By Workers Daily UK
EU foreign ministers, meeting in Brussels on Monday, February 18, have decided to impose sanctions on the government of Zimbabwe, including a travel ban on leading members of the government and freezing of their assets held abroad. This decision of the EU was taken following a long and spiteful campaign by the British government against the government of Zimbabwe and the weekend expulsion of Pierre Schori, the head of the EU observer team for the upcoming Zimbabwe election.
A spokesman for the Zimbabwe government explained that Pierre Schori was asked to leave the country after he entered the country on a tourist visa which prohibits the holder taking part in politics or taking up employment in that country. The spokesman further explained that once Mr Schori had gained entrance to the country, he declared that he was the head of the EU observer team and began making political statements. Consequently, the government of Zimbabwe asked him to leave the country as he was in breach of his visa conditions.
The EU, in particular the British government, and the US have been issuing threats against Zimbabwe for some time now especially in regard to the government’s proposed land reform. However, the full colonialist nature of this pressure being exerted on Zimbabwe is apparent from the EU’s demand for unhindered activity for its “election observer team” and “free access for the international media”. There is nothing in international law which gives the EU or any of the other big powers the right to make such a demand of an independent state. It is, in fact, clear evidence of the new attempts of the big powers to launch a new colonisation of Africa, to reverse even those gains which the mass of the African people shed their blood throughout the 20th century to achieve.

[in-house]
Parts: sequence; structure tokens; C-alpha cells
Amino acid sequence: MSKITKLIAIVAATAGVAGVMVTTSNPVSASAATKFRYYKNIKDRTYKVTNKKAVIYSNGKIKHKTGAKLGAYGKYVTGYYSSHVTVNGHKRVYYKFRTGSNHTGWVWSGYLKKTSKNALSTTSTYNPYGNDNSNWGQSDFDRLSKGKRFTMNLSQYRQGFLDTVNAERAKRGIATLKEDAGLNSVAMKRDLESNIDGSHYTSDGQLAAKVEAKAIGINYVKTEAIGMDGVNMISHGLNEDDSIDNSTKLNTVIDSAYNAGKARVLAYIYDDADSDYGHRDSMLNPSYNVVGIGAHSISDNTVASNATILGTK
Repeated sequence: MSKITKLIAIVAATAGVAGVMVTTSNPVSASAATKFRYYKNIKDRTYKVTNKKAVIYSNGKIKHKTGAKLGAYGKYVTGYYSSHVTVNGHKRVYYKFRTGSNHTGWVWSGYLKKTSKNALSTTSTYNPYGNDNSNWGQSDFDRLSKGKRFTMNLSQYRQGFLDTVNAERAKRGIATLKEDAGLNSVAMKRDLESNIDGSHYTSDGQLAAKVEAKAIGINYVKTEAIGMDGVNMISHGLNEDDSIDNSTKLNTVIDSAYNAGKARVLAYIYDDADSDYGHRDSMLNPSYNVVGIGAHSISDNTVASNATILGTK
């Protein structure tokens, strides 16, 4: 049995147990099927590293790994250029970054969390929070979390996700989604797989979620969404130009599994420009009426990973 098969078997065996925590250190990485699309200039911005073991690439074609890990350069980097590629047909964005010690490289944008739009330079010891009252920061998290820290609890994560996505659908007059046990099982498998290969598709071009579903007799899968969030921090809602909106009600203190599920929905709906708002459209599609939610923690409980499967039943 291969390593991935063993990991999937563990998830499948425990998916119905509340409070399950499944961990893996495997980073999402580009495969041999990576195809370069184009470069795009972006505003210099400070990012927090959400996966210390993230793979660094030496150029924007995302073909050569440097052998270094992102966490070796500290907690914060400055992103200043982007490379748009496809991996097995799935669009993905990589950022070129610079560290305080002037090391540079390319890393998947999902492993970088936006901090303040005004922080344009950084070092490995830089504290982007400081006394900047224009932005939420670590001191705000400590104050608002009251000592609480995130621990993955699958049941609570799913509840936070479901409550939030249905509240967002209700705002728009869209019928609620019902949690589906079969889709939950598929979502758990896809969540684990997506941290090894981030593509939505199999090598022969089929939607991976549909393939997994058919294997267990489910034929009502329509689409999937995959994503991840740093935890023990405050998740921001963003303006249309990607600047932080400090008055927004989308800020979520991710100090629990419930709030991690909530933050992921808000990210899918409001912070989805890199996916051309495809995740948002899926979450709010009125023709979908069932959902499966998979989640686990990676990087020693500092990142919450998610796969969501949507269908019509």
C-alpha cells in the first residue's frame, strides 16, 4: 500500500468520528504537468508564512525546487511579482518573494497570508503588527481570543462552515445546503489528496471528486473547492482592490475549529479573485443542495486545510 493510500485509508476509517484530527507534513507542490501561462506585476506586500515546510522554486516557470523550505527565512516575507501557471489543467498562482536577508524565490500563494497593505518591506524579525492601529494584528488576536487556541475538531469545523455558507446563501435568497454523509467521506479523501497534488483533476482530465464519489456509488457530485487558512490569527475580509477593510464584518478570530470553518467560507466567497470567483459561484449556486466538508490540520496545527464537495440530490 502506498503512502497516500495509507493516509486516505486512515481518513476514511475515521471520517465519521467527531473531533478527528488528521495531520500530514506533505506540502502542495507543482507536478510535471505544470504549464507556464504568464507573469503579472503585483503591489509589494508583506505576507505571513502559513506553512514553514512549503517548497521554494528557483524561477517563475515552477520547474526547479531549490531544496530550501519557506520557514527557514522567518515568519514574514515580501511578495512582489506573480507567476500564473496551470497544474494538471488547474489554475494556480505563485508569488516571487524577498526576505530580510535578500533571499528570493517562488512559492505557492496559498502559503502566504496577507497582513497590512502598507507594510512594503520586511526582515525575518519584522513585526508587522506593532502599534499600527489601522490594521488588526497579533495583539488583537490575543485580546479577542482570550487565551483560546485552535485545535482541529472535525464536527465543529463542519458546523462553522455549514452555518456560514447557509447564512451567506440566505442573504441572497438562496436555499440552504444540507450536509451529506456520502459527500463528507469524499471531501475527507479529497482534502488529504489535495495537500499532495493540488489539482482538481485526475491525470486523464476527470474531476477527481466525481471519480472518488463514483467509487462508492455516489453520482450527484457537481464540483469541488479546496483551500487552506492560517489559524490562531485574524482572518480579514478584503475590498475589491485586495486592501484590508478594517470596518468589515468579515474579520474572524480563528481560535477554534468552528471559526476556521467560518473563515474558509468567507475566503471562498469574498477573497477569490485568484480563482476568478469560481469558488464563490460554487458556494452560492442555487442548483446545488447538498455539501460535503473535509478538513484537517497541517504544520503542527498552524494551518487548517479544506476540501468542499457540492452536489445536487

The Cotonou Agreement
The General Affairs Council of the EU, when it decided to impose “targeted sanctions” on Zimbabwe, referred to the Cotonou Agreement. It said that on January 28, “the Council agreed that the consultations under Article 96 of the Cotonou Agreement would be closed and targeted sanctions implemented if the Government of Zimbabwe prevented the deployment of an EU election observation mission, or if it prevented the mission from operating effectively, or prevented the international media from having free access to cover the election, or there was a serious deterioration in the situation on the ground, in terms of a worsening of the human rights situation or attacks on the opposition, or if the election was assessed as not being free and fair”. As so often in the relation of the big powers, including the EU, with other states, one is left asking whether they are not deliberately creating a pretext, presenting ultimata which cannot or will not be met.